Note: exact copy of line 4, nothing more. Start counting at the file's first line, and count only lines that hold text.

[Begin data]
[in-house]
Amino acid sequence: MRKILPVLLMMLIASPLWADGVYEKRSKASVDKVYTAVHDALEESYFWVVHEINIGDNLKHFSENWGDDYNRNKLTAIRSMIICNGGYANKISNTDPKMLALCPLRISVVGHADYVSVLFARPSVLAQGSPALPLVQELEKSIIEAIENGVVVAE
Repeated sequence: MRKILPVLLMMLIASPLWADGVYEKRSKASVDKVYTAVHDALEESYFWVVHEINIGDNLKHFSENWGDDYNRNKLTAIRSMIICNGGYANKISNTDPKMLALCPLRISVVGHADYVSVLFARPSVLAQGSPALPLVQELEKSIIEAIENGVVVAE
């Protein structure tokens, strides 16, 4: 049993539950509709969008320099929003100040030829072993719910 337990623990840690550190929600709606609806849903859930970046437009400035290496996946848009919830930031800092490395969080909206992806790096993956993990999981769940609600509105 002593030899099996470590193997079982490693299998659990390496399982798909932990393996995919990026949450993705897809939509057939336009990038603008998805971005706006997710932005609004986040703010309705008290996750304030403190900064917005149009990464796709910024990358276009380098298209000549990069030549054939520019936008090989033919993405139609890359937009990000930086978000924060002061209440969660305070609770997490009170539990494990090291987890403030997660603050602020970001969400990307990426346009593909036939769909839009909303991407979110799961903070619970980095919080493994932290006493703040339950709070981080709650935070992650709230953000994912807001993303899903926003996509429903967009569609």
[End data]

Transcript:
């Protein structure tokens, strides 16, 4: 049993539950509709969008320099929003100040030829072993719910 337990623990840690550190929600709606609806849903859930970046437009400035290496996946848009919830930031800092490395969080909206992806790096993956993990999981769940609600509105 002593030899099996470590193997079982490693299998659990390496399982798909932990393996995919990026949450993705897809939509057939336009990038603008998805971005706006997710932005609004986040703010309705008290996750304030403190900064917005149009990464796709910024990358276009380098298209000549990069030549054939520019936008090989033919993405139609890359937009990000930086978000924060002061209440969660305070609770997490009170539990494990090291987890403030997660603050602020970001969400990307990426346009593909036939769909839009909303991407979110799961903070619970980095919080493994932290006493703040339950709070981080709650935070992650709230953000994912807001993303899903926003996509429903967009569609």